Who Benefits Most from Beet Juice?

The beneficial effects of beet juice on blood pressure is more noticeable in people with uncontrolled hypertension (Kerley et al, Irish Journal of Medical Science, online Jan. 3, 2017). That may help explain some inconsistencies in the medical literature (Bondonno et al, American Journal of Clinical Nutrition, Aug. 2015).

How Does Beet Juice Stack Up Against Other Natural Approaches:

A review in the Pakistan Journal of Pharmaceutical Sciences (Jan. 2018) reviewed a number of nondrug approaches to controlling blood pressure.

The authors describe their analysis:

“Worldwide, Hypertension is estimated to cause 7.5 million deaths, about 12.8% of the total of all deaths. This accounts for 57 million disability adjusted life years (DALYS) or 3.7% of total DALYS. This led WHO to set a target of 25% reduction in prevalence by 2025. To reach that, WHO has adopted non-conventional methods for the management of hypertension? Despite worldwide popularity of such non-conventional therapies, only small volume of evidence exists that supports its effectiveness. This review attempted to make a critical appraisal of the evidence, with the aim to (1) describe the therapeutic modalities frequently used, and (2) review the current level of evidence attributable to each modality.”

What did they find?

“The followings were found to have weak or no evidence: fish oil, yoga, vitamin D, monounsaturated fatty acid, dietary amino-acids, and osteopathy. Those found to have significant reduction in blood pressure are: magnesium, qigong, melatonin, meditation, vitamin C, chiropractic, folate, inorganic nitrate, beetroot juice [emphasis ours] and L-arginine.”

The authors concluded:

“Results from this review suggest that certain non-conventional therapies may be effective in treating hypertension and improving cardiac function and therefore considered as part of an evidence-based approach.”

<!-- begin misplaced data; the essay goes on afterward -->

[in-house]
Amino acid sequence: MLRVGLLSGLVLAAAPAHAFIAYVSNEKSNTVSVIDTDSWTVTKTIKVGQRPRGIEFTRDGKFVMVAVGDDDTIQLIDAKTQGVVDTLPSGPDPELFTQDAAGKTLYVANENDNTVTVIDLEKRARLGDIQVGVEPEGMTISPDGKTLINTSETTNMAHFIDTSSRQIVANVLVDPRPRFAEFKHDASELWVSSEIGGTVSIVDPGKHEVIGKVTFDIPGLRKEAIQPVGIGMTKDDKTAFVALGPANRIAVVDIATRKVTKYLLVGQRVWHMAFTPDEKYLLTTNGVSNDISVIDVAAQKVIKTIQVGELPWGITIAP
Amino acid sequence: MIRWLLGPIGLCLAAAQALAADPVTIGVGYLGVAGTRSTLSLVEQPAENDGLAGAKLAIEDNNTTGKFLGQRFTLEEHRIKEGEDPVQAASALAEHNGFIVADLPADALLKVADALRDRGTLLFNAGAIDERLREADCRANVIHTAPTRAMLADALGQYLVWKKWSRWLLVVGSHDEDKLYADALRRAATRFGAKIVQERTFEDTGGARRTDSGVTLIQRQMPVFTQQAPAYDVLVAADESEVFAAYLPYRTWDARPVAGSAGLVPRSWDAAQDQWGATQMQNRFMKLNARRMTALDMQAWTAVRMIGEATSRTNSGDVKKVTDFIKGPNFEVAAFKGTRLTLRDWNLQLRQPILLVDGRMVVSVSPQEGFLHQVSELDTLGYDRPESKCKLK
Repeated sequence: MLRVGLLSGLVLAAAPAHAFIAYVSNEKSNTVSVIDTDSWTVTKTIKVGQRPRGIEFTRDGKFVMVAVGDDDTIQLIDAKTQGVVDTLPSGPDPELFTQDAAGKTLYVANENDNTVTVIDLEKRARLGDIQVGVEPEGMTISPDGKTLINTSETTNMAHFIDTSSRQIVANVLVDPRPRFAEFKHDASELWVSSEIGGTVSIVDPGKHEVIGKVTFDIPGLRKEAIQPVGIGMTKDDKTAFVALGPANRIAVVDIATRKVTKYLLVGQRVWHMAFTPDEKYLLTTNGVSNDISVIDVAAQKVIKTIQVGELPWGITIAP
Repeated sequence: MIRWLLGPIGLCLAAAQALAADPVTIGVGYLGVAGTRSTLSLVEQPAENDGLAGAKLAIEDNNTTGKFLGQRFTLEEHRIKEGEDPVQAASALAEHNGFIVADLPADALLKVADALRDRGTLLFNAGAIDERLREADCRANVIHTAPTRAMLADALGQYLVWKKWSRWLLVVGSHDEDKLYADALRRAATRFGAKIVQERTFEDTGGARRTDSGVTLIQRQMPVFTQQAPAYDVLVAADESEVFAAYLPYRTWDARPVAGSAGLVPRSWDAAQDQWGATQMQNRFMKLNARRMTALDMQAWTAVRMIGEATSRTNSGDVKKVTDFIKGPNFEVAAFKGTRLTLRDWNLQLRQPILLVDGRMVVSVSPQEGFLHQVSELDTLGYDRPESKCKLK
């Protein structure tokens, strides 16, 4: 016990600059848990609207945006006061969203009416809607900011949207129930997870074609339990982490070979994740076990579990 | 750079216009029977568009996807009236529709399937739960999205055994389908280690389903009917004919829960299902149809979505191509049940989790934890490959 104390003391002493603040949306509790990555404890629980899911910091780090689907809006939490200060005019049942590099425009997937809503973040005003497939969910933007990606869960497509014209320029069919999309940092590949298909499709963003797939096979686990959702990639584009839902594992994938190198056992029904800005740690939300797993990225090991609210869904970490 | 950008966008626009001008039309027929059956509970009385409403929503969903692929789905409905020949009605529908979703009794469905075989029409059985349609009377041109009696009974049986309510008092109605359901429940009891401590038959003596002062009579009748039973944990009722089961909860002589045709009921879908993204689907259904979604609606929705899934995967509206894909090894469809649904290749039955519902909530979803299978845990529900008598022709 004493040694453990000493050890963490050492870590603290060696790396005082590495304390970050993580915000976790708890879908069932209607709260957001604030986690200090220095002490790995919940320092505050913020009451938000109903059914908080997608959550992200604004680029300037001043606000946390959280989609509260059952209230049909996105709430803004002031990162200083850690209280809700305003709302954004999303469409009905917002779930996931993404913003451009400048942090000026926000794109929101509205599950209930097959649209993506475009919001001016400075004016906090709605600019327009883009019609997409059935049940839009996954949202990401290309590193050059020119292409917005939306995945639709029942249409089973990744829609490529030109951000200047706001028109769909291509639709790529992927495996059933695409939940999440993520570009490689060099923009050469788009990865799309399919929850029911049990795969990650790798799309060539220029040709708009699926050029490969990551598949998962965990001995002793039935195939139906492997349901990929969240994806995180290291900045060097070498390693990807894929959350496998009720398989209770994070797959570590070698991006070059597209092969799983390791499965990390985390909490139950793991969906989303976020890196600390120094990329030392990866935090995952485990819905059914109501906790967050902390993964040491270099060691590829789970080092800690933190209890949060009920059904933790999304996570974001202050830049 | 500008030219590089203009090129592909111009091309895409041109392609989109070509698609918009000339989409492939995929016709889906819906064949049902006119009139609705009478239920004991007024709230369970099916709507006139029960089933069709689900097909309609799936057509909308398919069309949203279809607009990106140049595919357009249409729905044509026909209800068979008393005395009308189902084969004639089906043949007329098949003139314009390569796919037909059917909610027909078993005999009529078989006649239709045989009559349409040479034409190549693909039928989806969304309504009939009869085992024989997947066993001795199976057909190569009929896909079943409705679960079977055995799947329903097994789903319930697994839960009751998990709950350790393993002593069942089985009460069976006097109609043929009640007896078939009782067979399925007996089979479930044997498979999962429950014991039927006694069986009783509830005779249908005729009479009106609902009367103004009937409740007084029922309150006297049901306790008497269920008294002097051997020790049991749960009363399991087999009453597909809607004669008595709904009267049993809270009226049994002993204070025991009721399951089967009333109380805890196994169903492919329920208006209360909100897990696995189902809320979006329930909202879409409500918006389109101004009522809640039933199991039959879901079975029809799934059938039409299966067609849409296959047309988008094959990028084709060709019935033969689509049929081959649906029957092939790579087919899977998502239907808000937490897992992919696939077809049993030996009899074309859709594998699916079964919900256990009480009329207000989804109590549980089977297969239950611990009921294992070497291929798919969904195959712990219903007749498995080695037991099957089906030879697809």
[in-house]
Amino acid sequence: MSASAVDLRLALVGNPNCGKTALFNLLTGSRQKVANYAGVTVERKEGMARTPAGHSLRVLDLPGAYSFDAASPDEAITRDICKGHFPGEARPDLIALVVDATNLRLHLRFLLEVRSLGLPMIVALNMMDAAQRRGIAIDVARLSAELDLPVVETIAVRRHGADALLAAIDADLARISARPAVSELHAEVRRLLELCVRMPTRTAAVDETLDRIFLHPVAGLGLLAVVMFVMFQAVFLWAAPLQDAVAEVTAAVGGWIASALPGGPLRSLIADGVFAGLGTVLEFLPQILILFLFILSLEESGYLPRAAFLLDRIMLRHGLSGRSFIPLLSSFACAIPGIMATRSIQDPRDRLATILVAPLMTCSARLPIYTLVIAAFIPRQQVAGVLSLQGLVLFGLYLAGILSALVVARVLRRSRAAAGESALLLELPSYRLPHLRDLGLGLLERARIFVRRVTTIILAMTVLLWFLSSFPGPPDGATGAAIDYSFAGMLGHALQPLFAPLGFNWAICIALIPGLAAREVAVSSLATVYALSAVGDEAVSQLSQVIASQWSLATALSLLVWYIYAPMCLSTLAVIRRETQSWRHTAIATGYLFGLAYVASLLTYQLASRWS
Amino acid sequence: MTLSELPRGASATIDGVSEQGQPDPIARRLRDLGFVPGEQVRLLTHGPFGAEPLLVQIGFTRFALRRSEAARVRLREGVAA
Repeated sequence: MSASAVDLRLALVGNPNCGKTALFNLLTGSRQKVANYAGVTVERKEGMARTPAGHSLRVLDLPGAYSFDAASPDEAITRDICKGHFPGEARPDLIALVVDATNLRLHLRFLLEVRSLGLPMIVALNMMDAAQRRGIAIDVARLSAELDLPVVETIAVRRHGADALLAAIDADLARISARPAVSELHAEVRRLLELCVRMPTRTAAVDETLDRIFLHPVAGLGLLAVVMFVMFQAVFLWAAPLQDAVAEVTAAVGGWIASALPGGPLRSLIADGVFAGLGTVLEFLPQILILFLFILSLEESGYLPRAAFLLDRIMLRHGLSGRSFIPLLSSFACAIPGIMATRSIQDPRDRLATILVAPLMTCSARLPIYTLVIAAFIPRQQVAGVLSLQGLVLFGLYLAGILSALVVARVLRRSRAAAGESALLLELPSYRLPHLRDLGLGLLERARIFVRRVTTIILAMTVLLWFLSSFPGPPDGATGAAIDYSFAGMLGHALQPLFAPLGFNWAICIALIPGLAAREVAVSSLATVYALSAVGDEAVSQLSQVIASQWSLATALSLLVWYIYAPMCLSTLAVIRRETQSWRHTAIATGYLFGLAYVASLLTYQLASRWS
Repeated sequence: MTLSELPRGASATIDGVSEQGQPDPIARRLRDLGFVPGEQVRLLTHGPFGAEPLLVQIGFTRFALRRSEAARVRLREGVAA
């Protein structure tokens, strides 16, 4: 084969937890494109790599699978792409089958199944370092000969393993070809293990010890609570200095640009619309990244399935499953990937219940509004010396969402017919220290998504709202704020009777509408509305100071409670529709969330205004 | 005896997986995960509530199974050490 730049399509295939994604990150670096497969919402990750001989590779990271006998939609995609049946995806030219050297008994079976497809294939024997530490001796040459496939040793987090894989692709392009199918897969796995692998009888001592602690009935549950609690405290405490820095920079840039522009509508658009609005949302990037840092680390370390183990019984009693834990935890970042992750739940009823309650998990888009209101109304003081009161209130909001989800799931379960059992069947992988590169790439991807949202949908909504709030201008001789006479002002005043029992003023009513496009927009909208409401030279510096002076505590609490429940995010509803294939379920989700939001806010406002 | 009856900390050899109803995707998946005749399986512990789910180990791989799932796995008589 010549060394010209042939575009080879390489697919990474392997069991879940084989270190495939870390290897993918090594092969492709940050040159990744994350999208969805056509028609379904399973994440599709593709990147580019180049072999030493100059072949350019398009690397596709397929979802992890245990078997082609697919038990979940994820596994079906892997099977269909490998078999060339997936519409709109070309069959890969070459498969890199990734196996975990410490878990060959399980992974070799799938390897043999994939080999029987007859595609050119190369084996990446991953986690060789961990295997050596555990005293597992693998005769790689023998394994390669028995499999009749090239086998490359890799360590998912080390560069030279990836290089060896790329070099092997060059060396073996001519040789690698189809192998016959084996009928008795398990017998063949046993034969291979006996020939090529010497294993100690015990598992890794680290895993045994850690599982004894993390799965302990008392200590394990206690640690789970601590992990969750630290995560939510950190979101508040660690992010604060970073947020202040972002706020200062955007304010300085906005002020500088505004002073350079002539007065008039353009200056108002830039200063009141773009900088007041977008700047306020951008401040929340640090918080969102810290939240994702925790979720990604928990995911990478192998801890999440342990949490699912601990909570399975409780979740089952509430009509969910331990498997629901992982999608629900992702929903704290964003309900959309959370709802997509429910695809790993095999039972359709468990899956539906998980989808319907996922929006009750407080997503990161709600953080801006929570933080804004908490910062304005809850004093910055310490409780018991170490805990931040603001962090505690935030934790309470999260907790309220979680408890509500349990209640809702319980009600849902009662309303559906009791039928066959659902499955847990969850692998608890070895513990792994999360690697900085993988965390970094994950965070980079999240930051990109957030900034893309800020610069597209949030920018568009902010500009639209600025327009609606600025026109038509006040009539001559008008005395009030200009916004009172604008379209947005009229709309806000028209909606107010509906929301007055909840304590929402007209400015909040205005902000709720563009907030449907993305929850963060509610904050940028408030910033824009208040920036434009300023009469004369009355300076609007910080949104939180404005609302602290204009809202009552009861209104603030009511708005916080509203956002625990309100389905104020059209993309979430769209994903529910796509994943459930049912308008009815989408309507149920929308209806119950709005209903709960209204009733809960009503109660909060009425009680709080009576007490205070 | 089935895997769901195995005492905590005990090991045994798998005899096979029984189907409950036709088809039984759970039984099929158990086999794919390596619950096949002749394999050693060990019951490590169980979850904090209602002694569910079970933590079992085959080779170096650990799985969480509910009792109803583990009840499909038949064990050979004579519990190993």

Beets are not the only vegetables to help control hypertension. Greens such as arugula, lettuce or spinach can also be helpful. To learn more about other nondrug approaches as well as pharmaceuticals, you may wish to read our eGuide to Blood Pressure Solutions. This electronic resource is available in the Health eGuides section of this website.

Beet Juice Lemonade!

We recently had the chance to taste low-sugar lemonade with beet juice in it. It was a beautiful ruby color and it tasted delicious! Some people find the sweet taste of beet juice off-putting. The lemons counteract that flavor. 

A simple way to do this would be to add 1 cup of beet juice to 8 cups of your favorite lemonade. That, however, might be too sweet. Here is our do-it-yourself approach:

  • Put 1 small to medium-sized peeled chopped beet in a blender with 3 T water.
  • Dissolve 1/2 cup sugar in 6 cups of water. Do this in a pan on a stove over medium heat. Let the sugar solution cool completely.
  • Squeeze the juice from 3 lemons. Add it to the sugar solution. 
  • Strain the blended beet juice into the lemonade solution. Chill before serving. 

This recipe can also be found in our eGuide to Blood Pressure Solutions.

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About the Author
Joe Graedon is a pharmacologist who has dedicated his career to making drug information understandable to consumers. His best-selling book, The People’s Pharmacy, was published in 1976 and led to a syndicated newspaper column, syndicated public radio show and web site. In 2006, Long Island University awarded him an honorary doctorate as “one of the country's leading drug experts for the consumer.” .